In ancient times, Jewish brides may have brought into marriage a nedunyah, or dowry, “those assets of the wife which she of her own free will entrusts to her husband’s responsibility.” This could take the form of money, slaves, or cattle. As Larry and I look forward to our fiftieth anniversary this fall, I reflect back on the “dowry” I brought into our marriage a collection of Warner Brothers Looney Tunes glasses.

Larry and I announced our engagement to our families on October 6, 1973. Fresh out of graduate school, Larry was working at his parents’ store, Shapiro’s of Schuylerville, making an astounding $78 a week. Meanwhile, I was in my second year of teaching high school English, with a starting salary of $5200

We obviously were not coming into this marriage as “well off.” But we had a plan for starting our new household. Who needed a wedding registry, where we could list china and silverware that we could never use? I just needed to stock up on free glassware from the nearby hamburger joint.

My apartment in Upstate New York was a short distance from a Carrols. The burger chain, which was founded in 1960 in Syracuse, New York, by Herbert N. Slotnik, was viewed as “incredibly popular as an alternative to McDonalds,” with over 150 outlets, mostly in upstate New York and Pennsylvania.

During our engagement, Carrols was running a promotion sponsored by the Pepsi Corporation. For the price of a large soda product, each customer received a Loony Tunes glass with Warner Brothers’ characters painted on the outside. Daffy Duck! Bugs Bunny! Elmer Fudd! And, over the course of several months, fifteen more glasses were released. My quest was to get all eighteen options, which was a great deal of Diet Pepsi.

Each week, whatever day the newest one was up for sale, I would stop by, order a Diet Pepsi, slurp it up, and then bring the prize home. To be honest, I can’t even remember if I purchased the their signature Club Burger! Six glasses in, I wasn’t even bothering to drink the soda. I dumped it out, wash out the glass when I got home, and tucked it away in a cupboard.

After our September 1974 wedding, we moved into our tiny apartment in Guilderland. Thanks to a bridal shower and gifts, we had a kitchen stocked with a Corelle dinnerware set for eight, Oneida silverware, Farberware pots, and several pieces of the classical Corningware with the blue flowers. And, thanks to Carrols, we had over two dozen Looney Tunes glasses, many with duplicates.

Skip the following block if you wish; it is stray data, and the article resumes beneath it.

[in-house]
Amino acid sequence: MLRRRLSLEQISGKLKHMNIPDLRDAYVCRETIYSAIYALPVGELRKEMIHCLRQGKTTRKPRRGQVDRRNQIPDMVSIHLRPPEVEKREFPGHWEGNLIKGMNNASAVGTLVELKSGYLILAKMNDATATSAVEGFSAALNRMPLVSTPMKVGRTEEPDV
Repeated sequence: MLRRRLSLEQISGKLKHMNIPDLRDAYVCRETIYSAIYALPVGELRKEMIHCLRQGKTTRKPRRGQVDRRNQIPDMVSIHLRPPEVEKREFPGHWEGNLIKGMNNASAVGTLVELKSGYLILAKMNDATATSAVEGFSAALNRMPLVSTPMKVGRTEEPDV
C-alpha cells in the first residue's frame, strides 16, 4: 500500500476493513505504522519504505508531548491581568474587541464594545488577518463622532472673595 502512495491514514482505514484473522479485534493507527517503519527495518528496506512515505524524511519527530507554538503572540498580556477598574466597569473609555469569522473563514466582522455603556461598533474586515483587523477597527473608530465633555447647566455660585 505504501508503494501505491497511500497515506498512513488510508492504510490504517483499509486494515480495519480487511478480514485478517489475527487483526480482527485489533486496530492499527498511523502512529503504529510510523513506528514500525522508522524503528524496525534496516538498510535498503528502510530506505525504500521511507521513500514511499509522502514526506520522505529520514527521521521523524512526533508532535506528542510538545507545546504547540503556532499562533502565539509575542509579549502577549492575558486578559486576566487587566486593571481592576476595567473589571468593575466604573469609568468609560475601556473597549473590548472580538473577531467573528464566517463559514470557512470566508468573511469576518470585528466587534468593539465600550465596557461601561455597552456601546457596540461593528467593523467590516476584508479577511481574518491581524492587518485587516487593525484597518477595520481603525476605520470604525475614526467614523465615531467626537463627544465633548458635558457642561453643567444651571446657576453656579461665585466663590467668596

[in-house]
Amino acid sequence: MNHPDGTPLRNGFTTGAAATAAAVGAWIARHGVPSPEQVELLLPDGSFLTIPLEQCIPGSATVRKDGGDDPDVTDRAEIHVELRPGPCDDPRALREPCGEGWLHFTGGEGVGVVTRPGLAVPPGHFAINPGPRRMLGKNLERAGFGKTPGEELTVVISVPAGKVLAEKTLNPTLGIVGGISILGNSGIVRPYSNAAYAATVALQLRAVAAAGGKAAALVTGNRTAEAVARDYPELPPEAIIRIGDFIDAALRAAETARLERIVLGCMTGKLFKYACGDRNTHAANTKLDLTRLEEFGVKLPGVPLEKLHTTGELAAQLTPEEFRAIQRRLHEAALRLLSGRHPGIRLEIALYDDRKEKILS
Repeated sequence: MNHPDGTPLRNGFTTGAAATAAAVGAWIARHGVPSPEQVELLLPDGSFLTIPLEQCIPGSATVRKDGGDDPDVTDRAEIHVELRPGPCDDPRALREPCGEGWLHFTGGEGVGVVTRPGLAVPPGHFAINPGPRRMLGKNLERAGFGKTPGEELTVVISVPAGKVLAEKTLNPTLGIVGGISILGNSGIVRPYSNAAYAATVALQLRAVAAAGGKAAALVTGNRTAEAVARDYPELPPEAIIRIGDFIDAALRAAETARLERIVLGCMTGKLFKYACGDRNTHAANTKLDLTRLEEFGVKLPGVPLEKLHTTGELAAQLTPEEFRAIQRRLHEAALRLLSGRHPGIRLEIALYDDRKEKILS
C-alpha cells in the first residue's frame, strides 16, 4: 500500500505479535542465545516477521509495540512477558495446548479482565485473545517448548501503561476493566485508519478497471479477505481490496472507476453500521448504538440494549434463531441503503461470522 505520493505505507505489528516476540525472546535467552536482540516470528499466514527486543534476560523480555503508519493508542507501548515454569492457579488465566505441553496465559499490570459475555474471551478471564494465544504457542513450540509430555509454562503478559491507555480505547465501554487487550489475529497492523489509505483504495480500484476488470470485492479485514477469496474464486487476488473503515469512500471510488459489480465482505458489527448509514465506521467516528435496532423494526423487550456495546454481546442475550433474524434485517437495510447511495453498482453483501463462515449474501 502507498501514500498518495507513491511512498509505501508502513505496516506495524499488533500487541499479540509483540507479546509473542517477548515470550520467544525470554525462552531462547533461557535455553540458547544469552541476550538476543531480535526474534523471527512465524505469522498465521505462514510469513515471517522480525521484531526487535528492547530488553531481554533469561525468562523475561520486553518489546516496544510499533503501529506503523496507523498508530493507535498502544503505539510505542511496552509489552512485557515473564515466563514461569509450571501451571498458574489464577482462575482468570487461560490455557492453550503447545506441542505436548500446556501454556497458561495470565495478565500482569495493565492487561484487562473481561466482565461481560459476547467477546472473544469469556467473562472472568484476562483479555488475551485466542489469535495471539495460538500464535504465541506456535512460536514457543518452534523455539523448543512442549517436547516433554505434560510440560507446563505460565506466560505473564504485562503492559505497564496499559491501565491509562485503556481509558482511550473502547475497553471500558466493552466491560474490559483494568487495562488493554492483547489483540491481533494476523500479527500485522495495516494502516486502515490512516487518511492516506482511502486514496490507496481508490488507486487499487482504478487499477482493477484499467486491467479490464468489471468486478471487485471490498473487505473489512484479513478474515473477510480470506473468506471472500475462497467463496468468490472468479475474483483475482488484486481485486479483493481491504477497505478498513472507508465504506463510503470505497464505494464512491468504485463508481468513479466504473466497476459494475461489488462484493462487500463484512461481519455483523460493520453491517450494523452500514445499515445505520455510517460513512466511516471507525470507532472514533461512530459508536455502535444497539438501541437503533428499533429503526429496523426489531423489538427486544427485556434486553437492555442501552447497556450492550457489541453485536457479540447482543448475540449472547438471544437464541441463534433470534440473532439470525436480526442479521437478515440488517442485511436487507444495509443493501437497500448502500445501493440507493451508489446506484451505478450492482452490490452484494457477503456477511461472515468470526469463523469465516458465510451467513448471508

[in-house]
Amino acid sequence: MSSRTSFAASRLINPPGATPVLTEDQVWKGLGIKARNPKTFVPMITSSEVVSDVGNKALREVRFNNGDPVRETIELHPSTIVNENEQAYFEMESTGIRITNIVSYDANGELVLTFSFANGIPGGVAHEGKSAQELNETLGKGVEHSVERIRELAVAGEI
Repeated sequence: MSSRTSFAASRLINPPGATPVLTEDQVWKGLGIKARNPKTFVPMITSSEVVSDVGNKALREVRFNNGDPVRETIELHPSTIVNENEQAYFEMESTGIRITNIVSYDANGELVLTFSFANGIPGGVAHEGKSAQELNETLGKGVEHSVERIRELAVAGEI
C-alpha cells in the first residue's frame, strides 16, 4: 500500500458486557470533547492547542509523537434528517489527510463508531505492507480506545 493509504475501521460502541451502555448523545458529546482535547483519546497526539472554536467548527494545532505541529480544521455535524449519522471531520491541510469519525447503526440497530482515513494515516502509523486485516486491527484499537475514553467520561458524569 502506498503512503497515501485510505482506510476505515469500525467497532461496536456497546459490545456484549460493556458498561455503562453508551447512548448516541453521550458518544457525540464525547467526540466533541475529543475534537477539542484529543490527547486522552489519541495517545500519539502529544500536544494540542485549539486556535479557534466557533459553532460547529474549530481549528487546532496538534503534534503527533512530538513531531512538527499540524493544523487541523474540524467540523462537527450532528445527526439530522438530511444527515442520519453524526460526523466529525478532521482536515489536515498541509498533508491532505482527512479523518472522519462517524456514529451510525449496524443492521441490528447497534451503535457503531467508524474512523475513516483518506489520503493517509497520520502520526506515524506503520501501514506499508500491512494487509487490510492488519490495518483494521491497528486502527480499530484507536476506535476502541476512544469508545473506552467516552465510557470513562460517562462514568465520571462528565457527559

We did receive a lovely set of glassware from Tiffany’s, with an S engraved on each one. They went onto the top shelf of our apartment’s galley kitchen. Why would we use those when The Roadrunner and Wile E. Coyote could fight it out at our tiny kitchen table? Beep! Beep!

Bugs and the Gang came with us to our first home and, two years later, to our second. By the time he was five, Adam was old enough to graduate from sippy cups to Sylvester. Julie progressed to Petunia Pig three years later. Of course, a few met their untimely death on our kitchen floor, but we managed to hold on to many of them. About fifteen years ago, I found some replacements at a secondhand store. Again, more were lost to breakage, but we still had five remaining when we made the move to Florida in 2015.

By then, the painted characters had faded, and the glasses were cloudy. The former owners of our Kissimmee home had left a set of glasses in the cupboard, and we opted to use those for every day use. Our Loony Tunes treasures only came out on special occasions, and we only lost one over eight years, until the college football playoff in January 2023.

We had met our friends Joel and JoAnn Knudson, from a tiny town in North Dakota, many years earlier at a Jamaican resort. That began a close friendship that we maintained through a few more trips to Jamaica, a visit they made to our Upstate New York home just before Hurricane Sandy, and time together in Florida. We were thrilled when they purchased a home in our 55+ community.